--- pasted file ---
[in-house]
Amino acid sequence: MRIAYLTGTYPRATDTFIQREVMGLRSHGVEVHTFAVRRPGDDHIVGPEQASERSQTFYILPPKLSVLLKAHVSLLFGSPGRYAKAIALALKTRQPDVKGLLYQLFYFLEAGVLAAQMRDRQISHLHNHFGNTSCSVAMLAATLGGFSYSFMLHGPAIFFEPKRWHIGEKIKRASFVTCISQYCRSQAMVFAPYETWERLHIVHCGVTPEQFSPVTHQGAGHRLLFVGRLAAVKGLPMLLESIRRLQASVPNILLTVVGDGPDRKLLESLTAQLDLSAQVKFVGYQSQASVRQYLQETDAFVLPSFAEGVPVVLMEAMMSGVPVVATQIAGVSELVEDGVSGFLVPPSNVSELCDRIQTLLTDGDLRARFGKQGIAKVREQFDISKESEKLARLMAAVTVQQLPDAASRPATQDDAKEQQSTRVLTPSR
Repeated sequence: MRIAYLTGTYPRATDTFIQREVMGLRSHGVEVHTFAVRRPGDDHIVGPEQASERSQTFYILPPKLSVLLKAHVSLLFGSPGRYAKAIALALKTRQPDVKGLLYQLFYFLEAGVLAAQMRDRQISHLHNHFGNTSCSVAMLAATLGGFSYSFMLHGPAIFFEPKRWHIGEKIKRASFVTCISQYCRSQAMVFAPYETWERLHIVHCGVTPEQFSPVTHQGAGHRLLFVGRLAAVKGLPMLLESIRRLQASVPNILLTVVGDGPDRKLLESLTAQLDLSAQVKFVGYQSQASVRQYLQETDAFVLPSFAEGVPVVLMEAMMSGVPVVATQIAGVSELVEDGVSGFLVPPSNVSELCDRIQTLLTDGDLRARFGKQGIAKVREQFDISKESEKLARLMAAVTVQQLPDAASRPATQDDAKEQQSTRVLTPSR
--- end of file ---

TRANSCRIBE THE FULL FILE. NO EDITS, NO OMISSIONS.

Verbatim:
[in-house]
Amino acid sequence: MRIAYLTGTYPRATDTFIQREVMGLRSHGVEVHTFAVRRPGDDHIVGPEQASERSQTFYILPPKLSVLLKAHVSLLFGSPGRYAKAIALALKTRQPDVKGLLYQLFYFLEAGVLAAQMRDRQISHLHNHFGNTSCSVAMLAATLGGFSYSFMLHGPAIFFEPKRWHIGEKIKRASFVTCISQYCRSQAMVFAPYETWERLHIVHCGVTPEQFSPVTHQGAGHRLLFVGRLAAVKGLPMLLESIRRLQASVPNILLTVVGDGPDRKLLESLTAQLDLSAQVKFVGYQSQASVRQYLQETDAFVLPSFAEGVPVVLMEAMMSGVPVVATQIAGVSELVEDGVSGFLVPPSNVSELCDRIQTLLTDGDLRARFGKQGIAKVREQFDISKESEKLARLMAAVTVQQLPDAASRPATQDDAKEQQSTRVLTPSR
Repeated sequence: MRIAYLTGTYPRATDTFIQREVMGLRSHGVEVHTFAVRRPGDDHIVGPEQASERSQTFYILPPKLSVLLKAHVSLLFGSPGRYAKAIALALKTRQPDVKGLLYQLFYFLEAGVLAAQMRDRQISHLHNHFGNTSCSVAMLAATLGGFSYSFMLHGPAIFFEPKRWHIGEKIKRASFVTCISQYCRSQAMVFAPYETWERLHIVHCGVTPEQFSPVTHQGAGHRLLFVGRLAAVKGLPMLLESIRRLQASVPNILLTVVGDGPDRKLLESLTAQLDLSAQVKFVGYQSQASVRQYLQETDAFVLPSFAEGVPVVLMEAMMSGVPVVATQIAGVSELVEDGVSGFLVPPSNVSELCDRIQTLLTDGDLRARFGKQGIAKVREQFDISKESEKLARLMAAVTVQQLPDAASRPATQDDAKEQQSTRVLTPSR